The Mechanism of a Lightning Strike

Schondland et al. gave an excellent description of lightning in a series of papers published from 1934 to 1938. A lightning strike to Earth starts when the charge along the cloud base produces a concentration of opposite charge on the Earth (Figure 3).


The cloud leads to the accumulation of opposite charges on the Earth.
Figure 3. The cloud leads to the accumulation of opposite charges on the Earth.


Whenever the voltage gradient reaches the limit for air, the air in the region of high-stress concentration ionizes or breaks down, producing an ionized channel to Earth. The electric field intensity to cause breakdown at atmospheric pressure is approximately 30 kV/cm. In the cloud, considering the moisture content and lower pressure, the voltage gradient is lower, on the order of 10 kV/cm.

Observations made with the “Boys camera” – developed by Charles V. Boys in 1926 to produce a time-resolved image of the phenomenon – indicate that the breakdown creates a stepped leader strike. 


Charles V. Boys with his camera developed specifically to take pictures of lightning.
Figure 4. Charles V. Boys with his camera developed specifically to take pictures of lightning.


The stepped leader is a discharge that progresses somewhat unexpectedly by short steps from the cloud to the Earth. Figure 5 shows a schematic diagram of a Boys camera.


Schematic diagram of a Boys camera. C.V. Boys, 1926.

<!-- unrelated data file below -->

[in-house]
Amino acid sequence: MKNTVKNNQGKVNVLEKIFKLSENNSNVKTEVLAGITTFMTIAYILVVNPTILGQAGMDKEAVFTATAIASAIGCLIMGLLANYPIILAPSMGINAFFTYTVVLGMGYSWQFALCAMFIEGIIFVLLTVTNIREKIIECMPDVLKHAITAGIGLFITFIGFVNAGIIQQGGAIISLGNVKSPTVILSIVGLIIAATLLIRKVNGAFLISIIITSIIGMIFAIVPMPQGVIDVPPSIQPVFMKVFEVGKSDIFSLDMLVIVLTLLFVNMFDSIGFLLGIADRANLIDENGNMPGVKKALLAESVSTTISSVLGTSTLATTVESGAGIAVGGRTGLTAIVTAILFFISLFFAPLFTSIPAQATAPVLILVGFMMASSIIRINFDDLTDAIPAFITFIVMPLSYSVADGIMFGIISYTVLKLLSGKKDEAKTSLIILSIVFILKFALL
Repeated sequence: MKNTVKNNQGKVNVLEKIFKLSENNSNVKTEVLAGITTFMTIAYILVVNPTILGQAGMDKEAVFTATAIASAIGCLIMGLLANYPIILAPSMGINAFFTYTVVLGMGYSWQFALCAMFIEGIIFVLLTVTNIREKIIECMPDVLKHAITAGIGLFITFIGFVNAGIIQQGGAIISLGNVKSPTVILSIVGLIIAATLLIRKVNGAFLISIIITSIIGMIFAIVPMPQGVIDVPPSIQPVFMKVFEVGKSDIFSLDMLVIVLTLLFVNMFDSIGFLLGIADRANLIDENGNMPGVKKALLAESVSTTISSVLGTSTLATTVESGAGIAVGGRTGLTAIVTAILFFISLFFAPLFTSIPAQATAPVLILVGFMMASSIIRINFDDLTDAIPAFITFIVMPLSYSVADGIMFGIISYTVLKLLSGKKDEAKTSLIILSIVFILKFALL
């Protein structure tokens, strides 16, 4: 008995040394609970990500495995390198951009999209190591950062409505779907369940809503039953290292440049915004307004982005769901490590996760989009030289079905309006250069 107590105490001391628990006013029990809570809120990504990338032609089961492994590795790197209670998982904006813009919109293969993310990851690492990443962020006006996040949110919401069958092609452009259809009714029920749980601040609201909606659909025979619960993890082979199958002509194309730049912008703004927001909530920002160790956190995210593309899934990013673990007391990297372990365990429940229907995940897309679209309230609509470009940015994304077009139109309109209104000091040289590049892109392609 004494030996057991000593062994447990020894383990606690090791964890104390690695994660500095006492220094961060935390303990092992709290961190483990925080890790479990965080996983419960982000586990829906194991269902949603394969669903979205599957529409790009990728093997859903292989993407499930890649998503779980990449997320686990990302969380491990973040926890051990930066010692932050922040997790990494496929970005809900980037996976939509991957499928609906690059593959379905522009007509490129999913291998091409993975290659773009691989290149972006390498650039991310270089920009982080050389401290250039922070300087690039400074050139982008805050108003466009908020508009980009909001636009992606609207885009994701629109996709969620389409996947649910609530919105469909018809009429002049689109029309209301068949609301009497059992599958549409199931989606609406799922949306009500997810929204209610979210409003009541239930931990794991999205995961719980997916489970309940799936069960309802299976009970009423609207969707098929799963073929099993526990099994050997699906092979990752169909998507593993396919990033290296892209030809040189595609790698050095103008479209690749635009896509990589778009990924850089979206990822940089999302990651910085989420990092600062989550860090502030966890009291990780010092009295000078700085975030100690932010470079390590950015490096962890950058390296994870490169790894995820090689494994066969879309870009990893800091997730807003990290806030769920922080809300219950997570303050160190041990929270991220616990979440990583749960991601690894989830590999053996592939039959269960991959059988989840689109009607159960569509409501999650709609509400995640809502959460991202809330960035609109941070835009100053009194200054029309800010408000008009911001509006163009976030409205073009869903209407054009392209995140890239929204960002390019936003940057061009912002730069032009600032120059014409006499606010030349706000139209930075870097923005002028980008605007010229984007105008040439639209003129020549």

Figure 5. Schematic diagram of a Boys camera. C.V. Boys, 1926.


The cloud’s charge flows through the ionized channel, sustaining the high voltage gradient at the channel’s tip, keeping the breakdown process ongoing. The establishment of a lightning strike is a gradual breakdown of the arc path instead of the air’s instantaneous breakdown for the total channel’s length.

Figure 6 shows downward leaders spreading from a cloud to Earth.


 Stepped leaders propagate toward Earth.
Figure 6. Stepped leaders propagate toward Earth.


A leader step is about 50 m long, completed in approximately 1 µs. The leader takes at least several microseconds to reach the Earth’s surface due to the irregular path and pauses between pushes.

The leader’s direction is toward Earth, but every step’s specific angle of departure is random. Each step approaches Earth at a different angle, giving the overall lightning flash its typical zigzag appearance.

The reason for the step leader recesses seems to be a depletion of the charge centers, reducing the electric gradient at the tip below the critical value for ionization at that position. The leader progresses quickly when receiving a new charge from the cloud.

In 1958, Griscom proposed the prestrike theory as a stepping mechanism. This theory states that a discharge similar to the leader rises from Earth to meet the leader before it reaches the ground. As the stepped leaders approach the Earth, the electric field at the surface grows until it exceeds the critical magnitude to originate upward connecting strikes. Then, upward strikes, usually from high points in the vicinity, intercept the downcoming leaders (Figure 7).


A lightning strike to Earth, showing upward strikes.
Figure 7. A lightning strike to Earth, showing upward strikes.


The launch of an upward strike from Earth starts the attachment process. When downward and upward discharges meet, they complete the connection.

A high-current power return strike moves quickly up the leader´s ionized channel after connection to Earth. This strike is more intense and faster than the leader. The result is the neutralization of the charge in the leader’s channel or the channel’s gradual discharge to Earth (Figure 8). The leader and the return strike contribute to transport charge from cloud to ground.